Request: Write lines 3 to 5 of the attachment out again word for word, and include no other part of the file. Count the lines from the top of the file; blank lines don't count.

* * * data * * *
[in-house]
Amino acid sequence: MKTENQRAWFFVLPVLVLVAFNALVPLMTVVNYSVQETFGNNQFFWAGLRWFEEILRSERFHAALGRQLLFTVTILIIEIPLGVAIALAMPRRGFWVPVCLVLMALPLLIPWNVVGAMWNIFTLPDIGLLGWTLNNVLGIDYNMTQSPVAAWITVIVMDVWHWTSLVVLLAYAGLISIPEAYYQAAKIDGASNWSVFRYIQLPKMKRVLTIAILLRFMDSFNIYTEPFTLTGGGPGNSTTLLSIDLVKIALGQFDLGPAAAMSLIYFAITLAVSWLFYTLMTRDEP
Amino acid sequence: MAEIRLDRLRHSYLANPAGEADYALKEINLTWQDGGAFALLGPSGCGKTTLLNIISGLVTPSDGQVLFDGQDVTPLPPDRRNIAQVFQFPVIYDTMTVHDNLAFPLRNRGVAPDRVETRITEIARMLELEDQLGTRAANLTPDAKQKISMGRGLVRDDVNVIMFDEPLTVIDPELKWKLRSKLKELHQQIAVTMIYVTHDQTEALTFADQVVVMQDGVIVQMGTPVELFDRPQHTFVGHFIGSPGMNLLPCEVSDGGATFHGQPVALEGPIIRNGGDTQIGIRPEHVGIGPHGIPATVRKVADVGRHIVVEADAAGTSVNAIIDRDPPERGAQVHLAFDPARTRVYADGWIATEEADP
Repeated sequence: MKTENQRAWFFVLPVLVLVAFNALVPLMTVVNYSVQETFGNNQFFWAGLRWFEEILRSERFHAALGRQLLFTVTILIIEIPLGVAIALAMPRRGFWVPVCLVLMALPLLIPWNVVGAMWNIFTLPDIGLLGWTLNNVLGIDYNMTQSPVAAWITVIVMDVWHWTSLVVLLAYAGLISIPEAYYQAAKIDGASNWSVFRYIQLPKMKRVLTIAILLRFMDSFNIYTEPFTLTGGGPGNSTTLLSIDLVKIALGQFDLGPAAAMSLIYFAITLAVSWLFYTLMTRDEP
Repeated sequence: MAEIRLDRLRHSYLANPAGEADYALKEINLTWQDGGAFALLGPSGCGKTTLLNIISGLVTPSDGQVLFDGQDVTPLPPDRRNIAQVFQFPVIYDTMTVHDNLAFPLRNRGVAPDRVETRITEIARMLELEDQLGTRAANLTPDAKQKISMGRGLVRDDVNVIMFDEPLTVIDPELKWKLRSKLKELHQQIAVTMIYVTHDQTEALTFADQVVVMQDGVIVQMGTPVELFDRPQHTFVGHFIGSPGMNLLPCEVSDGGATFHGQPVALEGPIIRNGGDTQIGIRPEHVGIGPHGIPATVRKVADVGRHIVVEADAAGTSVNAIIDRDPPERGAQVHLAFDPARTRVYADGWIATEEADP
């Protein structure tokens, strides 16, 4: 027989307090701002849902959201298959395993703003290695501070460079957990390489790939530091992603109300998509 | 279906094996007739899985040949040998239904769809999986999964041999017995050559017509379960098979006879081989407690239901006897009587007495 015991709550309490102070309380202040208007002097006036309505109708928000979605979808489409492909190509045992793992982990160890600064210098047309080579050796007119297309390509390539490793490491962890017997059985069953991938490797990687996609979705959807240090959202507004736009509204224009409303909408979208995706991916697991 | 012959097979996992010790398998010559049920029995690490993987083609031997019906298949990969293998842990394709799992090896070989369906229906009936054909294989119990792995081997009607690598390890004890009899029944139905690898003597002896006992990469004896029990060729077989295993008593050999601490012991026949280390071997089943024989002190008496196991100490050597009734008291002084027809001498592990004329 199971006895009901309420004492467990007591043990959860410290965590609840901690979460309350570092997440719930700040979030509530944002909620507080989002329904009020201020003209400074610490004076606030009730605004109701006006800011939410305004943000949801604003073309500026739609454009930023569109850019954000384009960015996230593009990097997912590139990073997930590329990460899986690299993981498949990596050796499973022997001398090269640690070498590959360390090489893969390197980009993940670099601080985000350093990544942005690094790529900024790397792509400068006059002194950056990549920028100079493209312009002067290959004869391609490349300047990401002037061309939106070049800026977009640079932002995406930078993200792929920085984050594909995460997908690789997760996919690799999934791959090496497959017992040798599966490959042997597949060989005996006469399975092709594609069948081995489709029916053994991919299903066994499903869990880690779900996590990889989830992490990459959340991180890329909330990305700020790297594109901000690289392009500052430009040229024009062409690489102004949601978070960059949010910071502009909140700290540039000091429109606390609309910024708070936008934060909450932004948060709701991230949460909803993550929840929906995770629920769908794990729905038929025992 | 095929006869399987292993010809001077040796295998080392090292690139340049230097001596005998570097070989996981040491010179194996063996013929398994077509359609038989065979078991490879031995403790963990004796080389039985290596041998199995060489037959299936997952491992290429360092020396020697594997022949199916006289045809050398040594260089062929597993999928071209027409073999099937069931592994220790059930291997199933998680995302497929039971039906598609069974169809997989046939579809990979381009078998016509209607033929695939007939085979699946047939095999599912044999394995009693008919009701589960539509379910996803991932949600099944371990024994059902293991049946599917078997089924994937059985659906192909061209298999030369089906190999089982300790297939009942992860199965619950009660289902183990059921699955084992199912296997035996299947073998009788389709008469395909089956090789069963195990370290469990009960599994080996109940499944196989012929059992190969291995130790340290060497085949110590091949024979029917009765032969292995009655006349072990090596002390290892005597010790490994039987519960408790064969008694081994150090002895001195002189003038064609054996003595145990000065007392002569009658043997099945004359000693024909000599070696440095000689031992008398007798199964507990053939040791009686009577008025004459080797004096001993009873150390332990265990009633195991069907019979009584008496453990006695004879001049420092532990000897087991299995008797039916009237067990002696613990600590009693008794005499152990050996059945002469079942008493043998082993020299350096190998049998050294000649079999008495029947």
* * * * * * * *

Amino acid sequence: MAEIRLDRLRHSYLANPAGEADYALKEINLTWQDGGAFALLGPSGCGKTTLLNIISGLVTPSDGQVLFDGQDVTPLPPDRRNIAQVFQFPVIYDTMTVHDNLAFPLRNRGVAPDRVETRITEIARMLELEDQLGTRAANLTPDAKQKISMGRGLVRDDVNVIMFDEPLTVIDPELKWKLRSKLKELHQQIAVTMIYVTHDQTEALTFADQVVVMQDGVIVQMGTPVELFDRPQHTFVGHFIGSPGMNLLPCEVSDGGATFHGQPVALEGPIIRNGGDTQIGIRPEHVGIGPHGIPATVRKVADVGRHIVVEADAAGTSVNAIIDRDPPERGAQVHLAFDPARTRVYADGWIATEEADP
Repeated sequence: MKTENQRAWFFVLPVLVLVAFNALVPLMTVVNYSVQETFGNNQFFWAGLRWFEEILRSERFHAALGRQLLFTVTILIIEIPLGVAIALAMPRRGFWVPVCLVLMALPLLIPWNVVGAMWNIFTLPDIGLLGWTLNNVLGIDYNMTQSPVAAWITVIVMDVWHWTSLVVLLAYAGLISIPEAYYQAAKIDGASNWSVFRYIQLPKMKRVLTIAILLRFMDSFNIYTEPFTLTGGGPGNSTTLLSIDLVKIALGQFDLGPAAAMSLIYFAITLAVSWLFYTLMTRDEP
Repeated sequence: MAEIRLDRLRHSYLANPAGEADYALKEINLTWQDGGAFALLGPSGCGKTTLLNIISGLVTPSDGQVLFDGQDVTPLPPDRRNIAQVFQFPVIYDTMTVHDNLAFPLRNRGVAPDRVETRITEIARMLELEDQLGTRAANLTPDAKQKISMGRGLVRDDVNVIMFDEPLTVIDPELKWKLRSKLKELHQQIAVTMIYVTHDQTEALTFADQVVVMQDGVIVQMGTPVELFDRPQHTFVGHFIGSPGMNLLPCEVSDGGATFHGQPVALEGPIIRNGGDTQIGIRPEHVGIGPHGIPATVRKVADVGRHIVVEADAAGTSVNAIIDRDPPERGAQVHLAFDPARTRVYADGWIATEEADP